Beloved Richmond’s’90s Instrumental Rock Group King Sour Reunites at Hardywood 

click to enlarge Drummer Matt Boyle, guitarist Austin Fitch and bassist Tom Peloso, who also plays in Modest Mouse, will be performing together for the first time in nearly 20 years at Hardywood Park Craft Brewery on Wednesday, April 12.

Scott Elmquist

Drummer Matt Boyle, guitarist Austin Fitch and bassist Tom Peloso, who also plays in Modest Mouse, will be performing together for the first time in nearly 20 years at Hardywood Park Craft Brewery on Wednesday, April 12.

Something about a window seat at the Village Café still screams old school. Especially when you’re sitting with three near-giddy members from one of Richmond’s best instrumental rock groups of the ’90s, King Sour.

Did I just say that the ’90s was old school? Time has a way of making fools of all of us.

Of course, two hours ago is considered by some to be old school already. So imagine if you will, digital children, a prehistoric time when there were no cellphones and little broadband access. When dinosaur bands were smelly and roamed the earth without GPS and Facebook event listings, contemplating veggie sour cream.

It’s been nearly 20 years since they’ve performed together, but the musicians behind King Sour, known for their pummeling grooves and dynamic, angular riffs that stopped and turned on a dime, have been practicing for a much-anticipated reunion at Hardywood Park Craft Brewery.

The three are Austin Fitch on guitar, Thomas Peloso on bass — also a member of the famous group Modest Mouse — and Matt Boyle rocking the small drum kit. They were near telepathic in their heyday and it’s clear by the joking and grins that they’re happy to be together again.

Back then the band often was described as “math rock” because of its precision and fluidity between time signatures. It’s a dated term that doesn’t bother them much because, for that period, Gwar and instrumental rock from Richmond — such as Alter Natives, Breadwinner, Hoi’ Polloi and King Sour — were the main things the country knew about Richmond, musically speaking.

“Our music, there’s nothing you just can’t groove to,” Boyle says. “You could almost dance to our music. The math wasn’t a major element.”

Fitch adds that the band always had a sense of humor, as evidenced in its song titles. “They’re all goofball,” he says. “We were never pretentious about it with titles like ‘Crapspasm’ and ‘Shitbox.’”

The band started out with a lead singer who never showed up to practice, so the songs slowly began to morph into instrumentals that might sound best set to classic movie car chases. Their name was inspired by a vegetarian sour cream mix. Originally it was going to be King Sour and the Nutcuffs, but the would-be Nutcuffs nixed that idea.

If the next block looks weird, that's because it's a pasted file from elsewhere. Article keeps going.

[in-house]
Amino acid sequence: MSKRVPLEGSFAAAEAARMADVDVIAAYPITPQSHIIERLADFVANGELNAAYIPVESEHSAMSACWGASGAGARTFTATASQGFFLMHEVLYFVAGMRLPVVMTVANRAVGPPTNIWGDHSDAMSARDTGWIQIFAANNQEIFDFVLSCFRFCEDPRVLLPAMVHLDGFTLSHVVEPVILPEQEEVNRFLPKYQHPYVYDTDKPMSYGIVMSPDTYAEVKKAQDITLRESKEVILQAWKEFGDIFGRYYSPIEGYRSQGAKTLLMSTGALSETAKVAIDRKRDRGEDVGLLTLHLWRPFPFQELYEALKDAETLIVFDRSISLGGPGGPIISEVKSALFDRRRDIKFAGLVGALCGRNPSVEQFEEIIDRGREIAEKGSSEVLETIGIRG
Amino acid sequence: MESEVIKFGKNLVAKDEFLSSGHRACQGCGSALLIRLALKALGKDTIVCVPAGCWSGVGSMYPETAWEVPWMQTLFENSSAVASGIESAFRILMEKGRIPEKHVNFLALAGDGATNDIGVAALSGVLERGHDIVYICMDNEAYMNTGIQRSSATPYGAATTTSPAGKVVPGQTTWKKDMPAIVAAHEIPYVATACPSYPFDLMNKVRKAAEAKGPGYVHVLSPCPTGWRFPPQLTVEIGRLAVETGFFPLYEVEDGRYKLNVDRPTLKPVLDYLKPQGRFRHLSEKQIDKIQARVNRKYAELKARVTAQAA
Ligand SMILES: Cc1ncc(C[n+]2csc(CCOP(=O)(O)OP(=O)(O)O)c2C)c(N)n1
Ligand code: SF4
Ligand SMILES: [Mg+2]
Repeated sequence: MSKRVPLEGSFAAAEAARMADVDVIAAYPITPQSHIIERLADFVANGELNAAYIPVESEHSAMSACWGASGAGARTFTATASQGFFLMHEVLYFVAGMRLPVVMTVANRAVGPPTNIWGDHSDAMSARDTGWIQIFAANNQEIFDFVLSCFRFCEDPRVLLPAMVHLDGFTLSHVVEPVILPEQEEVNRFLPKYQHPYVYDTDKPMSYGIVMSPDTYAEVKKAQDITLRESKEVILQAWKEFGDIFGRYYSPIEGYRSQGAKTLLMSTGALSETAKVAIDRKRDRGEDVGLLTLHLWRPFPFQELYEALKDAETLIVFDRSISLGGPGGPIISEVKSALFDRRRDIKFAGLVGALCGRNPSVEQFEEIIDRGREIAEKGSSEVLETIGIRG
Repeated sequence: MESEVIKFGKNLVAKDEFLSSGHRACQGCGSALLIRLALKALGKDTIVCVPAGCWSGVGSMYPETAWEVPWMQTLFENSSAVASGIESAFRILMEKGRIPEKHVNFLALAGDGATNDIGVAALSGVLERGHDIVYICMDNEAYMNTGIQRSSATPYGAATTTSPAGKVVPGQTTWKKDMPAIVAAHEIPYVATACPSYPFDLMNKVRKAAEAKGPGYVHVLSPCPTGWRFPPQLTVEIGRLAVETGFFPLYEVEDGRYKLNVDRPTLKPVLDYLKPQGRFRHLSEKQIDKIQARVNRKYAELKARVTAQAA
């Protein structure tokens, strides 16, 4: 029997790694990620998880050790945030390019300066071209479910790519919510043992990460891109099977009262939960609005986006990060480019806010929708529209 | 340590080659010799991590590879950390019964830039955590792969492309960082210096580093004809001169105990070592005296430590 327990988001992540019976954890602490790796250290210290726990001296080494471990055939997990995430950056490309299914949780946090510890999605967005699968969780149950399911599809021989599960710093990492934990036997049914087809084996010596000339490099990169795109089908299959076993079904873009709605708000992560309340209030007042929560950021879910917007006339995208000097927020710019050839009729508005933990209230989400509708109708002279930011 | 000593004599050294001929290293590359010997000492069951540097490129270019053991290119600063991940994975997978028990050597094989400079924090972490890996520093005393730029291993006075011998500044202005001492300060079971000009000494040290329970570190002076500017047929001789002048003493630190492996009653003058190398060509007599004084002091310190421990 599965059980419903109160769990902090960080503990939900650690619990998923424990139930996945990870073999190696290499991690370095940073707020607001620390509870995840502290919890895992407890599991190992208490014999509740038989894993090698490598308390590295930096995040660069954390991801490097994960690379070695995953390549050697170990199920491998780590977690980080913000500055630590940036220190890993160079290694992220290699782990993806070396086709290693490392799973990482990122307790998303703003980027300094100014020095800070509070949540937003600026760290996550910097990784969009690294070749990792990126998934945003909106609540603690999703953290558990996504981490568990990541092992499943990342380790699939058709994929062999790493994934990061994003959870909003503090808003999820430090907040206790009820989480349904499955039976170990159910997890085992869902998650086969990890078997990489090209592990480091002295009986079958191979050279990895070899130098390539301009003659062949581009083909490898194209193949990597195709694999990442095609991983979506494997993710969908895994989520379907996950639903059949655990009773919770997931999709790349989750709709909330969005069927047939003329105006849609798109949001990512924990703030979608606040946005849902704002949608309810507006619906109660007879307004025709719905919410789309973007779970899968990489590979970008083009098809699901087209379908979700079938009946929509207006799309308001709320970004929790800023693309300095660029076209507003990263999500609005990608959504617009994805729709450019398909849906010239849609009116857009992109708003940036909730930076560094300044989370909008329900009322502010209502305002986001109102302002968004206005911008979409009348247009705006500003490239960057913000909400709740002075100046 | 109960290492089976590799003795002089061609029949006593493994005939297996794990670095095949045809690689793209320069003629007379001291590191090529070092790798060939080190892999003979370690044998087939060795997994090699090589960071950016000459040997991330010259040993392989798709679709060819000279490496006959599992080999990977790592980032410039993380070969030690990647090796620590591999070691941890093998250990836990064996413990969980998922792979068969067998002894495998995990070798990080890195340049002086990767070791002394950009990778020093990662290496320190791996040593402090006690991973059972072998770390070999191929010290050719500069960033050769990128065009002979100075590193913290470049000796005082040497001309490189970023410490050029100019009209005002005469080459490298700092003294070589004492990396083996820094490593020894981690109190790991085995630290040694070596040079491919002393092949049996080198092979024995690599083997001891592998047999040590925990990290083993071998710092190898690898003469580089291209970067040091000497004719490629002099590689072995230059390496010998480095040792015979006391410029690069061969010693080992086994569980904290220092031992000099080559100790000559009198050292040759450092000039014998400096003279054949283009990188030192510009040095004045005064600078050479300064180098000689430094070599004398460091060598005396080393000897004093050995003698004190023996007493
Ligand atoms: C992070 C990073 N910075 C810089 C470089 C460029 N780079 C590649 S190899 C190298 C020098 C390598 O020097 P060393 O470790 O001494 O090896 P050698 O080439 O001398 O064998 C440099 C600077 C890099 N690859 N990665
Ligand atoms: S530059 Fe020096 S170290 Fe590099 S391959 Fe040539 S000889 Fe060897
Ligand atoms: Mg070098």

One of their biggest supporters early on was the late Dave Brockie from Gwar, Fitch says, who opened his book of tour connections to help King Sour schedule its first national tours. “Dave was like, ‘Make sure you drop my name, tell ’em I said you’re good,” he recalls in full Brockie bellow.

The band released two albums, “Nipple” and “Instrumentally Retarded,” and did two American tours and one of Canada. After Peloso left to tour internationally with Modest Mouse, both Fitch and Boyle were in local bands, including Smalltown Superstar and Grass Panther, though Boyle had to stop for five years because of a tinnitus problem that he says is now under control. So they’ve all stayed active with music.

The biggest challenge to a reunion has been age, families and scheduling conflicts, but everything finally aligned with Peloso having some time off from touring.

Because King Sour also was one of the last of the pre-Internet bands, it’s difficult to find much about it online. Peloso says that’s part of the appeal of a reunion: They’re trying to launch their Web presence, sparked by interest from Glacial Pace, the label of his Modest Mouse bandmate Isaac Brock.

Fitch adds that he has lots of original King Sour 7-inches left over. “We’d like folks to be able to download anything they want, and maybe even sell some of the 900 of the 7-inches I have.”

There’s only one show planned so far; the band will have had roughly three days of practice over the last few weeks, their instruments tuned to E flat with tube amps cranked up, the key Sour ingredient. Fitch mentions members would like to play another show with their Philly brethren, Stinking Lizaveta, at Gallery5 if possible.

So what did they miss the most? “Being in that zone of the power trio,” Peloso says. “It’s a different kind of pocket than playing with Modest Mouse or Hackensaw Boys. I get to just play bass. It’s so fun.”

“Just playing really fucking loud,” Fitch adds, smiling. “It’s like Christmas for grown-ups. I knew I kept all those fliers for a reason.” S

King Sour performs with Dumb Waiter, Brain Tentacles and Paint 7 p.m. on Wednesday, April 12, at Hardywood Park Craft Brewery. It’s scheduled to play second.



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